Majestic Hamilton leaves Vettel to rue Ferrari mishaps
ROME – Another year, another missed opportunity for Ferrari. For the second season running, a Formula One world title was within reach for Sebastian Vettel, only for Lewis Hamilton and Mercedes to snatch victory.
Consistently outstanding performances in the second half of the season saw Hamilton romp to his fifth World Championship, drawing level with Juan Manuel Fangio and now just two behind the great Michael Schumacher. As impressive as the Mercedes driver was, many, including Ferrari team boss Maurizio Arrivabene, considered “driver mistakes” a significant factor in Vettel and Ferrari’s inability to capitalise on the high performance of their car, while questionable team tactics did nothing to help the German’s cause.
In the previous 2016/17 season, two retirements in Singapore and Japan all-but ended Vettel’s title chances as Hamilton recorded five wins in six races to disappear out of sight. This time round, those behind the scenes in the Scuderia garage produced a V6 engine with almost 1000 horsepower that performed smoothly race after race, eliminating the reliability issues that had previously plagued the German. In fact, it seemed as though the Italian outfit had even managed to outdo Mercedes in the pace department at certain crucial points in the season.
Instead, errors at pivotal moments from both Vettel and his team allowed Hamilton to stretch his lead, despite driving a poorer performing car. In the four-race stretch between the German and Italian Grand Prix, Hamilton picked up three wins and a second place, gaining 40 points more than his title rival, even though Ferrari had a clear pace advantage.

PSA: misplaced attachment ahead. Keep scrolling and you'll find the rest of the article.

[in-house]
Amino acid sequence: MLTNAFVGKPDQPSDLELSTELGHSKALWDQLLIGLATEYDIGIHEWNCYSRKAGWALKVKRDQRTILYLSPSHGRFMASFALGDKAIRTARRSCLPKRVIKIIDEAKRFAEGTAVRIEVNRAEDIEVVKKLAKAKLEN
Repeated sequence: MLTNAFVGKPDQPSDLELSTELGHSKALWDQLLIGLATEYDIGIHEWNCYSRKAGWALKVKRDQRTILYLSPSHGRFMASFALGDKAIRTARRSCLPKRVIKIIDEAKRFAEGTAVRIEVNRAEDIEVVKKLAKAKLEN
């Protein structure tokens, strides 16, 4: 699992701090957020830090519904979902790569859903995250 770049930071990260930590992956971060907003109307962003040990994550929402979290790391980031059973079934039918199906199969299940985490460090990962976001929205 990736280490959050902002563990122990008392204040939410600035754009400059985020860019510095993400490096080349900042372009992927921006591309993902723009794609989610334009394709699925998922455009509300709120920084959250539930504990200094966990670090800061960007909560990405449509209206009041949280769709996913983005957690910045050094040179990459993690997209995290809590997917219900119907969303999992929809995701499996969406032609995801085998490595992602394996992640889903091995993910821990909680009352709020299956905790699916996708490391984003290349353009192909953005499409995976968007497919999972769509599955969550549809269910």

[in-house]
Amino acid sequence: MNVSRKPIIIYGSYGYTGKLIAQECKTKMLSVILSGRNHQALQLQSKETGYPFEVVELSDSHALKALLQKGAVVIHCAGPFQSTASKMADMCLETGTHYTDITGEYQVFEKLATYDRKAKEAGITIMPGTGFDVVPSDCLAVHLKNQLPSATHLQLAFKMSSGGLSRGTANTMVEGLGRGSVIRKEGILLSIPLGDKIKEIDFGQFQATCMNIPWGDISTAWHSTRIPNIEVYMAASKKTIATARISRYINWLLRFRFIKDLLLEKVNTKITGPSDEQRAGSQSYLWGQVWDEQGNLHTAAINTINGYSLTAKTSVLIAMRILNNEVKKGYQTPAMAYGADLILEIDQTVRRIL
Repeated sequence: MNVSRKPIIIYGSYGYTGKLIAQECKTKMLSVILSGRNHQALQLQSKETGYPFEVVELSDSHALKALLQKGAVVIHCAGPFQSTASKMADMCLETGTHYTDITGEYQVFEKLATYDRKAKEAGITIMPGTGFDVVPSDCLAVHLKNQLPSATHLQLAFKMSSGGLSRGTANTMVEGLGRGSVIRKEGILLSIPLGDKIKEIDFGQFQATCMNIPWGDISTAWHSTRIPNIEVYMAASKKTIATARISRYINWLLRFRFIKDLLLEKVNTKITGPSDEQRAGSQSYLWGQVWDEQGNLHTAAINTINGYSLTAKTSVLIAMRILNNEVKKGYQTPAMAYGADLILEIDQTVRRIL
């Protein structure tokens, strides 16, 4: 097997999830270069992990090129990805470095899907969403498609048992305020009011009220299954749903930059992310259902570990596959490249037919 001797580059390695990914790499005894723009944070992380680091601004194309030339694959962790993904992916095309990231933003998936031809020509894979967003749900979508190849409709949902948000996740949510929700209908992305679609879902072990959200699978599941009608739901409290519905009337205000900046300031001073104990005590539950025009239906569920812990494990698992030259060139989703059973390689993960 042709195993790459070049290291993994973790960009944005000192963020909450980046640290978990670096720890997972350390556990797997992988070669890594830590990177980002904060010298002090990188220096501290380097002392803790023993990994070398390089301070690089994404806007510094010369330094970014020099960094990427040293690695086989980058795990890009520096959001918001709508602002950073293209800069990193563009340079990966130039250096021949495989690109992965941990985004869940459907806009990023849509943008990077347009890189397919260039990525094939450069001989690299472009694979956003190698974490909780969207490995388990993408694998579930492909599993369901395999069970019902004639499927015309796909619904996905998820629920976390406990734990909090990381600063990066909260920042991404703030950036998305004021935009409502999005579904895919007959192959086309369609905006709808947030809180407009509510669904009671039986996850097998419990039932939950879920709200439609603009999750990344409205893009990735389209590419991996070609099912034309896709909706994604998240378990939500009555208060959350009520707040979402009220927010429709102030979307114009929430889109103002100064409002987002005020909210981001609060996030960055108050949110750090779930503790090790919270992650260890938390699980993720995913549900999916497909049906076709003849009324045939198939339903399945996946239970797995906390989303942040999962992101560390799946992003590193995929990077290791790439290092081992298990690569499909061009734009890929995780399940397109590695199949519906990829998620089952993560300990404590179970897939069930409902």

Vettel only managed to make the Ferrari’s superiority count in Belgium, where he overtook Hamilton on the first lap and controlled the race thereon. This victory apart, he crashed out inexplicably in the wet at Hockenheim after leading from lap one, while poor team decisions in Hungary and an early crash in Italy gifted Hamilton vital wins.
In fact, Mercedes’ victory at Monza kickstarted a run of four wins on the bounce for the Englishman, while Ferrari mistakes again cost Vettel points in the race for the title. At Singapore, the German was well placed in second when the team tried to undercut Hamilton, bringing Vettel into the pits to change to the less durable ultra-soft compound tyres. The driver immediately questioned the decision on race radio, saying, “we are again too late, the tyres will not make it to the end.”
The four-time world champion, perhaps unsurprisingly, was proved right, as the flawed strategy left him defending a podium place, rather than challenging for the lead. To rub salt into Vettel’s wounds, Red Bull’s Max Verstappen overtook him later, relegating him to third. “We beat ourselves,” the dejected German said in a post-race interview.